Methen

Agree or Disagree

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Depends if he/she intends to pull profit...

 

^^^Quoted for truth.

 

Seriously, there is attention to detail, and then there are wastes of time, effort and efficiencies.... and along with these losses, also goes any hope of profit.

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My Dad owns a body shop (high end restoration), I say all the time he suffers from starving artist syndrome, he can't leave anything alone, nothing is ever good enough and he is not happy if he is making money. Lesson I have learned from this is, 1.) it is not ok to cut corners, but not everyone can afford or deserves a high end restoration, it is not necessity and therefore if you can not pay you do not get it. 2.) There are several levels of quality one can achieve that do not include cutting corners. My time is money, I will give you as much of my time as you can afford but one needs to be aware of the principle of diminishing returns.

 

…and just where do you cross the line where 99% of the population have no idea what you are talking about or showing them even after a detailed explanation?

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I do pyro (legally) and this includes making pyrotechnic effects.  My workmanship isn't just on the underside of a table or the back of a desk.  More than 99.9% of the people who see my work never see the shell before it launches, and it gets blown for you and I to view it correctly.  I still pay a very great level of attention to the detail of the paper as it is worked around the shell.  Here's an acquaintance of mine with a few of his shells - he can quite literally spend months working on these, I think I heard him tell me he had 6 or 8 months in a 16" shell once.:
 
niesen-shells-21.jpg
Image Copyright Tom Niesen, appears in Wired Online, DIY Fireworks Blow Away Factory-Made Displays
 
Do you think anyone will know how beautifully crafted these are?  Mike Swisher, a mentor to a lot of us amateur pyros, would say the craftsmanship displayed in construction is shown in the sky.  That may be true but do you think the final wrapping in colored designs shows up in the sky?  Of course not - Tom does it for his enjoyment.
 
Most of you will never see shells of this quality being displayed.  It's not just that Italian-inspired shells are more rare, it's that they cannot compete commercially with the shells we import from China.  Any of you who work for a living doing ANYTHING can understand the concept of what something that took you 6 months to create would cost.  There are commercial shells in this style (I almost said "like this", that would be a lie) and even created with larger manufacturing processes they still are quite pricey.  That commercial manufacturer is another acquaintance and he was on Dirty Jobs demonstrating his successful pyro business making the jump from craftsman to pro.  Even with "mass" production (and I would still argue Albert is a craftsman) his shells are roughly double to triple the price of similarly sized chinese imports.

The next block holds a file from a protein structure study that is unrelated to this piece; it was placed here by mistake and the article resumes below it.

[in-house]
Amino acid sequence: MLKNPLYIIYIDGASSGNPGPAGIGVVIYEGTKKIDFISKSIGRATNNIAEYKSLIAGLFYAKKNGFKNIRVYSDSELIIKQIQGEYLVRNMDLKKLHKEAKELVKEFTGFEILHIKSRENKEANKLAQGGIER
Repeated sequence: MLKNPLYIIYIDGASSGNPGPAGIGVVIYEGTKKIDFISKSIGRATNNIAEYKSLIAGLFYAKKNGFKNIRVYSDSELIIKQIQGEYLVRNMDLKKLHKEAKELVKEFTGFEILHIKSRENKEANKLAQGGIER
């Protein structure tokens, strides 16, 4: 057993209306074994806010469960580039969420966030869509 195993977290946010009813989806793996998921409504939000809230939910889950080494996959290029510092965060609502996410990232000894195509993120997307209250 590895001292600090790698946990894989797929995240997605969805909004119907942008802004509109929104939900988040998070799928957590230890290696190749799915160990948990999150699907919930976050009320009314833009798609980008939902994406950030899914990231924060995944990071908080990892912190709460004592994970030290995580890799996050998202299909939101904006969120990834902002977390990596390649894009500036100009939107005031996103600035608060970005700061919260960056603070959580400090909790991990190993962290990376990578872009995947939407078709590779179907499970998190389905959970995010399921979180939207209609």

There's no comparison of course in quality and variety.  If I take the number of people who belong to the Pyrotechnics guild worldwide, if I assume that represents those who might see a difference (and most of them will not either), and then contrast that to the number of people in the US, you end up with about 0.001% of people in the US being "qualified observers."   But we still do it.

 

So, woodworking is no different than pyro, which in turn is likely no different than any of a large number of historically significant crafts which have examples in the commercial space as well as craftsman space.  If I were to have a conversation with Albert and somehow diminish the pyro equivalent of "not finishing the back of a desk,"  he would either be silent (most likely) or quietly explain to me how I didn't understand business.  Just because a desk is not finished in the back does not mean the woodworker was not a craftsman, and it does not mean that he or she is not capable of creating art.  It probably means that they didn't intend for you to look at the back of the desk. Who does that?!

 

I understand why some of you finish sand the slats that support a bed.   I also understand those of you who do this for a living.  Don't be a snob - a real Sommelier knows there are perfectly good $10 bottles of wine, and that a $1,000 bottle of wine is not 10 times better.  Do what makes you happy, but don't judge.

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4th is coming, might need you for a private party ;)

 

I would imagine it's likely not surprising at all that my 4th of July party is pretty popular.  :lol:   

 

It's a bit like a busman's holiday though - I don't work it anymore (no commercial shows that day) and I don't choreograph my own show.  I get a crapton of commercial class C stuff and supervise the kids for the afternoon.  At night I supervise the bigger kids (adults are the worst!) with the "select" class C stuff and mix in a few of my own special items here and there.  After about 10:30 someone else takes over supervision (one of my trusted/trained friends) and I get to relax and start drinking.  

 

My daughter who is now 29 and on her own, always calls me on the 4th to wish me "Merry Christmas" because she knows this is my holiday.